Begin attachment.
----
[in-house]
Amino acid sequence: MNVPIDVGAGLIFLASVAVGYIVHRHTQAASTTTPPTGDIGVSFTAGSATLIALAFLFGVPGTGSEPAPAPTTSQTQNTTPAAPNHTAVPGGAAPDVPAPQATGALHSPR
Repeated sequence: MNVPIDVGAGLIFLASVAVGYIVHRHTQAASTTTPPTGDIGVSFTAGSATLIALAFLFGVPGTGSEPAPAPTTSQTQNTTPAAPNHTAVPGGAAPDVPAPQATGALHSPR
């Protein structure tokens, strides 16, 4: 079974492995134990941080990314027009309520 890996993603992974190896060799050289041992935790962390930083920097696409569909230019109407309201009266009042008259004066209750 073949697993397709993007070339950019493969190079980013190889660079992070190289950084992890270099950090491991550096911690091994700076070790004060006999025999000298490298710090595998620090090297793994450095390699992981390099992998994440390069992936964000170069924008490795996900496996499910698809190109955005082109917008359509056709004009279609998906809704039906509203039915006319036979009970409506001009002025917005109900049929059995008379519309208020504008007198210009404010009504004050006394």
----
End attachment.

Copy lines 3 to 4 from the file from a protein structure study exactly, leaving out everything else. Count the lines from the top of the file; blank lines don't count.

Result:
Repeated sequence: MNVPIDVGAGLIFLASVAVGYIVHRHTQAASTTTPPTGDIGVSFTAGSATLIALAFLFGVPGTGSEPAPAPTTSQTQNTTPAAPNHTAVPGGAAPDVPAPQATGALHSPR
């Protein structure tokens, strides 16, 4: 079974492995134990941080990314027009309520 890996993603992974190896060799050289041992935790962390930083920097696409569909230019109407309201009266009042008259004066209750 073949697993397709993007070339950019493969190079980013190889660079992070190289950084992890270099950090491991550096911690091994700076070790004060006999025999000298490298710090595998620090090297793994450095390699992981390099992998994440390069992936964000170069924008490795996900496996499910698809190109955005082109917008359509056709004009279609998906809704039906509203039915006319036979009970409506001009002025917005109900049929059995008379519309208020504008007198210009404010009504004050006394």